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Local rinks hope to cash in on home-ice advantage

Scott Henderson’s footsteps are near fossilized today. The last Thunder Bay skip to represent Northern Ontario at the Tim Hortons Brier, it’s been nearly eight years since Henderson’s 5-6 performance.
Scott Henderson’s footsteps are near fossilized today.

The last Thunder Bay skip to represent Northern Ontario at the Tim Hortons Brier, it’s been nearly eight years since Henderson’s 5-6 performance. It’s been 25 years and counting since Al Hackner produced the region’s last Brier win.

Since 2003 it’s been a steady stream of Sault Ste. Marie, Copper Cliff and Haileybury at the national men’s curling championship.

The Mike Pozihun and Bryan Burgess rinks hope home-ice advantage helps reverse the trend.
The two teams are the first pair of a dozen teams to qualify for the Northern Ontario Curling Championship, scheduled for the Fort William Curling Club starting Feb. 6.

Both squads are confident this is their year.


Pozihun, who qualified by winning the Courtesy Freight Superspiel, said there’s something to be said to staying close to home for the playdowns.

“We think it’s a big advantage. I’ve always loved Fort William ice. We think it’s great. We know the rocks somewhat. And then you’re home, you’re not eating out of a hotel. You’ve got your fans and you can wind down a lot better after a game,” Pozihun said last week, at the ticket sale launch for the week-long event.

Pozihun, who at 4-7 is near the basement of the Major League of Curling standings, said the Thunder Bay drought not lost on local curlers, who want to do something about it in 2011.

“It is (talked about) amongst us curlers because we’ve had a dry streak and it really doesn’t reflect the quality of teams, I don’t think, in Thunder Bay. Bryan goes down east and this is two years in a row he’s won the (Kia Curling Classic Northern Ontario) Superspiel,” Pozihun said.

“We just haven’t done it at the right time, which would be the Northerns. We had some good showings last year, but no one could really put it together to knock off (Sault Ste. Marie’s Brad) Jacobs. I’m thinking playing out of our home club here one of our good quality teams from Thunder Bay can come out.”

At least one, and possibly three, more local teams will be added to the mix once the lineup is finalized next month. The third squad will qualify at the Region 2 playdowns, slated for the Port Arthur Curling Club in January. The qualifying round could be the source for the other two, though Jacobs, a third-place finisher at last spring’s Brier, has to be a favourite in this pool.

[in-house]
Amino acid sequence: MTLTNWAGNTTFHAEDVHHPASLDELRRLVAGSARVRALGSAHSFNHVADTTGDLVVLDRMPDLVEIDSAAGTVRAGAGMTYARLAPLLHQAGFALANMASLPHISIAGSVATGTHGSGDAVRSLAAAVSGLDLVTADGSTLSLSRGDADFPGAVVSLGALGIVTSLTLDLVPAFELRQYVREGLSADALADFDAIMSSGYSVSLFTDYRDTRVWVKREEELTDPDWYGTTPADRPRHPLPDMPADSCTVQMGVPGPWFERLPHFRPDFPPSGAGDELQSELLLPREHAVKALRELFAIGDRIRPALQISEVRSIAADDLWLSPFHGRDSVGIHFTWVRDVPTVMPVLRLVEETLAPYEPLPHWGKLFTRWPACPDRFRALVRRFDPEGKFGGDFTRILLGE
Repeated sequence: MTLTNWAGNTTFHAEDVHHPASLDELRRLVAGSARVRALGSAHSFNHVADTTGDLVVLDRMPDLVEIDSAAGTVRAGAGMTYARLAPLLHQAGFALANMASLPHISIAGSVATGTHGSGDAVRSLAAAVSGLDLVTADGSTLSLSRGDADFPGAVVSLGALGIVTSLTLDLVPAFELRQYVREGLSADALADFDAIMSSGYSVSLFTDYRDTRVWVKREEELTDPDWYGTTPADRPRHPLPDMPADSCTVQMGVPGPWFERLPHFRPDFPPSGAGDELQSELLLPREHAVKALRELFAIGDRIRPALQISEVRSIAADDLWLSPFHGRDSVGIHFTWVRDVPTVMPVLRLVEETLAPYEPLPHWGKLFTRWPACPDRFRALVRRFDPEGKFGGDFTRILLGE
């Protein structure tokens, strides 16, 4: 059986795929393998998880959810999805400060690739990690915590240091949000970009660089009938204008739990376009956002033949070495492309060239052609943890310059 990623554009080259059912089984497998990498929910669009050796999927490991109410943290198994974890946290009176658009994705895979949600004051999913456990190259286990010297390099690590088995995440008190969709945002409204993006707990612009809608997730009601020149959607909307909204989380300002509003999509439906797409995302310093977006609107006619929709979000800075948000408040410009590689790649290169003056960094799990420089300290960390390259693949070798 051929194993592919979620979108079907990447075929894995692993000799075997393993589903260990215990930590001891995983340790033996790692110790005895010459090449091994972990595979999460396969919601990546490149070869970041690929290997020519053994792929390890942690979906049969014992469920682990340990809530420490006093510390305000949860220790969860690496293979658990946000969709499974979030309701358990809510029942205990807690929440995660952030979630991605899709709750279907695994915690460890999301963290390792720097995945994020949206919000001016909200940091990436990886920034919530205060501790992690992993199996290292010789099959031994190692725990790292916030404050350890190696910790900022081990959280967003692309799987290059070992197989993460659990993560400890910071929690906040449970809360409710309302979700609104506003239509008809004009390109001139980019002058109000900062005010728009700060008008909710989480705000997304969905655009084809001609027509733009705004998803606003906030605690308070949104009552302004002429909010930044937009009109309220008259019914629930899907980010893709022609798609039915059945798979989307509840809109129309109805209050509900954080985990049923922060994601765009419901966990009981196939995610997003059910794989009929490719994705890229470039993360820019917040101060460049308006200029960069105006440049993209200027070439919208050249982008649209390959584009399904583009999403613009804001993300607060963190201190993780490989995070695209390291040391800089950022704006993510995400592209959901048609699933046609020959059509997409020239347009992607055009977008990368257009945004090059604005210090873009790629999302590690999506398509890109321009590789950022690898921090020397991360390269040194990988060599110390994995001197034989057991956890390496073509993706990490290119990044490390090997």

Gary Weiss, who plays third for Burgess’s foursome, said the opportunity to compete at home should help relieve some of the pressure the Thunder Bay rinks will almost certainly feel when the NOCC hits town.

“Hopefully this year we’ll change things, having it here at Fort Williams. I’m hoping we’ll be that team to do it,” Weiss said.

The men have plenty to live up to, he added. Thunder Bay’s Krista McCarville ran the table at last year’s Ontario women’s curling championship and went on to earn a playoff berth at the Scotties Tournament of Hearts.

Home ice means that much, said Weiss, who has made it to the NOCC the past three years, all by virtue of superspiel wins.

“Being comfortable in the curling club helps a lot, as well as having your friends and family to support you. I think that’s a very positive environment for us to come into,” he said.

Tickets for the championship are on sale now. Weekly passes are $50, with daily passes going for $10 and single draw tickets are $5 apiece. Preferred window seats are $75. Tickets can be purchased at the Fort William Curling Club, by phone at 622-5377 or by email at info@fortwilliamcurlingclub.com.



 


Leith Dunick

About the Author: Leith Dunick

A proud Nova Scotian who has called Thunder Bay home since 2002, Leith has been the editor of Thunder Bay Source for 17 years and has served a similar role with TBNewsWatch.com since 2009. Twitter: @LeithDunick
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